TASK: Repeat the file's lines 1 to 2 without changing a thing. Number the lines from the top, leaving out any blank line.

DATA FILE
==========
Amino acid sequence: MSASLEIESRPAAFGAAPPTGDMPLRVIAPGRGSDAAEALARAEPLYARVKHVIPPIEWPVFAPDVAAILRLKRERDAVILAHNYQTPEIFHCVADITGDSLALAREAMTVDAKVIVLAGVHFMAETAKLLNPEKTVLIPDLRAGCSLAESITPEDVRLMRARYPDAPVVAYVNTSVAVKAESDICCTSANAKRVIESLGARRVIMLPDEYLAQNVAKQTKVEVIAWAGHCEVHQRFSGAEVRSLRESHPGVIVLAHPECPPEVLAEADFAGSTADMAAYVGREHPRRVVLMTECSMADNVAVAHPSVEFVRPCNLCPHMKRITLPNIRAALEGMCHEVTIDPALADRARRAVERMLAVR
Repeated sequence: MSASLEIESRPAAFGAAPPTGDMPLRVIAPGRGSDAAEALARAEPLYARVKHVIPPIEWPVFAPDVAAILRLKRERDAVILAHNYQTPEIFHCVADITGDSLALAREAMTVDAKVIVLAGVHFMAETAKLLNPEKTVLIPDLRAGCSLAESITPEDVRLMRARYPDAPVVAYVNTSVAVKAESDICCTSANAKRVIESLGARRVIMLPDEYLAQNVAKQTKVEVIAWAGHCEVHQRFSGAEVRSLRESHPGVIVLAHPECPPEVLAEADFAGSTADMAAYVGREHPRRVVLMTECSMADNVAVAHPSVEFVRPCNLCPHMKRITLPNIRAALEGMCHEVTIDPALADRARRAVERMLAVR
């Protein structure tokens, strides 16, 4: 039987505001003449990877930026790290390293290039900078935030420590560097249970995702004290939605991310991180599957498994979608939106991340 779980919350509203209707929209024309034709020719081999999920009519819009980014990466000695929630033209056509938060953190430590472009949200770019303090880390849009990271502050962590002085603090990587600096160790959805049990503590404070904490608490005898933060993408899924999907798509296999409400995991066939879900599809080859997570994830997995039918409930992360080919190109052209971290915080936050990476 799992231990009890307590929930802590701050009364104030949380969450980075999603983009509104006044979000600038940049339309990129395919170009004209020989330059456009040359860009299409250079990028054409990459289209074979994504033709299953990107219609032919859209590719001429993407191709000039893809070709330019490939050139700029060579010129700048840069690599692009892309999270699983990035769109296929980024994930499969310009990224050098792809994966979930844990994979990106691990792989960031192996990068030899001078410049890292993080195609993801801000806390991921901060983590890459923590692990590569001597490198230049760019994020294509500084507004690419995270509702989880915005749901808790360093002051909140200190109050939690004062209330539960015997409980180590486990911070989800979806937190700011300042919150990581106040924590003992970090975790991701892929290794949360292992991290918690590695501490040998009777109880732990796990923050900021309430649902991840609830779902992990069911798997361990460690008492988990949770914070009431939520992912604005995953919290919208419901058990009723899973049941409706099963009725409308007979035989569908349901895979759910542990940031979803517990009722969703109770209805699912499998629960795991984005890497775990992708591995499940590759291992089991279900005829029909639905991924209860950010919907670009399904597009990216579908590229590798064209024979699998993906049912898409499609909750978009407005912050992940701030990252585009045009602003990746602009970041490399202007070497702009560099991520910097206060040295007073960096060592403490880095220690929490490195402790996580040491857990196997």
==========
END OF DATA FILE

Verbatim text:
Amino acid sequence: MSASLEIESRPAAFGAAPPTGDMPLRVIAPGRGSDAAEALARAEPLYARVKHVIPPIEWPVFAPDVAAILRLKRERDAVILAHNYQTPEIFHCVADITGDSLALAREAMTVDAKVIVLAGVHFMAETAKLLNPEKTVLIPDLRAGCSLAESITPEDVRLMRARYPDAPVVAYVNTSVAVKAESDICCTSANAKRVIESLGARRVIMLPDEYLAQNVAKQTKVEVIAWAGHCEVHQRFSGAEVRSLRESHPGVIVLAHPECPPEVLAEADFAGSTADMAAYVGREHPRRVVLMTECSMADNVAVAHPSVEFVRPCNLCPHMKRITLPNIRAALEGMCHEVTIDPALADRARRAVERMLAVR
Repeated sequence: MSASLEIESRPAAFGAAPPTGDMPLRVIAPGRGSDAAEALARAEPLYARVKHVIPPIEWPVFAPDVAAILRLKRERDAVILAHNYQTPEIFHCVADITGDSLALAREAMTVDAKVIVLAGVHFMAETAKLLNPEKTVLIPDLRAGCSLAESITPEDVRLMRARYPDAPVVAYVNTSVAVKAESDICCTSANAKRVIESLGARRVIMLPDEYLAQNVAKQTKVEVIAWAGHCEVHQRFSGAEVRSLRESHPGVIVLAHPECPPEVLAEADFAGSTADMAAYVGREHPRRVVLMTECSMADNVAVAHPSVEFVRPCNLCPHMKRITLPNIRAALEGMCHEVTIDPALADRARRAVERMLAVR